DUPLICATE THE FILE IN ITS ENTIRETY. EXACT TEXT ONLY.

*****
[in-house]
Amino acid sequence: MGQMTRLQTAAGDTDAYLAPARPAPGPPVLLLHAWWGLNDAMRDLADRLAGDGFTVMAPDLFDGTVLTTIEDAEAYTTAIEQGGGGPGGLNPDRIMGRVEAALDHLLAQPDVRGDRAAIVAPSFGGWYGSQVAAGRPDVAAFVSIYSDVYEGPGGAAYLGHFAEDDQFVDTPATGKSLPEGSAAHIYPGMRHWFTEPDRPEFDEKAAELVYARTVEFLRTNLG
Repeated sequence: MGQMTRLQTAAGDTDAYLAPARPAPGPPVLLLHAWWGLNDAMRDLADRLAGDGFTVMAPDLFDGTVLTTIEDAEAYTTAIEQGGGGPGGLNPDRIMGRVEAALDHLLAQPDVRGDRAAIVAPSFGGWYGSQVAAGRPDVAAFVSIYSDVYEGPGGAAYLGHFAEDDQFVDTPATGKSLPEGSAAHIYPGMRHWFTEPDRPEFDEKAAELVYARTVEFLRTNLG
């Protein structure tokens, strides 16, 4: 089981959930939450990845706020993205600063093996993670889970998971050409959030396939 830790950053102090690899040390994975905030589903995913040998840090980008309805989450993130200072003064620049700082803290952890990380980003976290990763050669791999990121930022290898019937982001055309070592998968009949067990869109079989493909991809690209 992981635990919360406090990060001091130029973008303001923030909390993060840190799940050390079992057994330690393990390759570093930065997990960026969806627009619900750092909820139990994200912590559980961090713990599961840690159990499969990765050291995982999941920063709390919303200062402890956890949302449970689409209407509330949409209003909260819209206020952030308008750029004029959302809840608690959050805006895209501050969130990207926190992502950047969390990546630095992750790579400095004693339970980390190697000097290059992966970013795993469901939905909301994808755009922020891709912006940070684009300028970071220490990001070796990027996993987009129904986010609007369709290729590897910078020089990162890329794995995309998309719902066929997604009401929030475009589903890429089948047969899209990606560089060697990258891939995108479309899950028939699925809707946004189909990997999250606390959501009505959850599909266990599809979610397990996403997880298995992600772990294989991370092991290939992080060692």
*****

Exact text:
[in-house]
Amino acid sequence: MGQMTRLQTAAGDTDAYLAPARPAPGPPVLLLHAWWGLNDAMRDLADRLAGDGFTVMAPDLFDGTVLTTIEDAEAYTTAIEQGGGGPGGLNPDRIMGRVEAALDHLLAQPDVRGDRAAIVAPSFGGWYGSQVAAGRPDVAAFVSIYSDVYEGPGGAAYLGHFAEDDQFVDTPATGKSLPEGSAAHIYPGMRHWFTEPDRPEFDEKAAELVYARTVEFLRTNLG
Repeated sequence: MGQMTRLQTAAGDTDAYLAPARPAPGPPVLLLHAWWGLNDAMRDLADRLAGDGFTVMAPDLFDGTVLTTIEDAEAYTTAIEQGGGGPGGLNPDRIMGRVEAALDHLLAQPDVRGDRAAIVAPSFGGWYGSQVAAGRPDVAAFVSIYSDVYEGPGGAAYLGHFAEDDQFVDTPATGKSLPEGSAAHIYPGMRHWFTEPDRPEFDEKAAELVYARTVEFLRTNLG
């Protein structure tokens, strides 16, 4: 089981959930939450990845706020993205600063093996993670889970998971050409959030396939 830790950053102090690899040390994975905030589903995913040998840090980008309805989450993130200072003064620049700082803290952890990380980003976290990763050669791999990121930022290898019937982001055309070592998968009949067990869109079989493909991809690209 992981635990919360406090990060001091130029973008303001923030909390993060840190799940050390079992057994330690393990390759570093930065997990960026969806627009619900750092909820139990994200912590559980961090713990599961840690159990499969990765050291995982999941920063709390919303200062402890956890949302449970689409209407509330949409209003909260819209206020952030308008750029004029959302809840608690959050805006895209501050969130990207926190992502950047969390990546630095992750790579400095004693339970980390190697000097290059992966970013795993469901939905909301994808755009922020891709912006940070684009300028970071220490990001070796990027996993987009129904986010609007369709290729590897910078020089990162890329794995995309998309719902066929997604009401929030475009589903890429089948047969899209990606560089060697990258891939995108479309899950028939699925809707946004189909990997999250606390959501009505959850599909266990599809979610397990996403997880298995992600772990294989991370092991290939992080060692």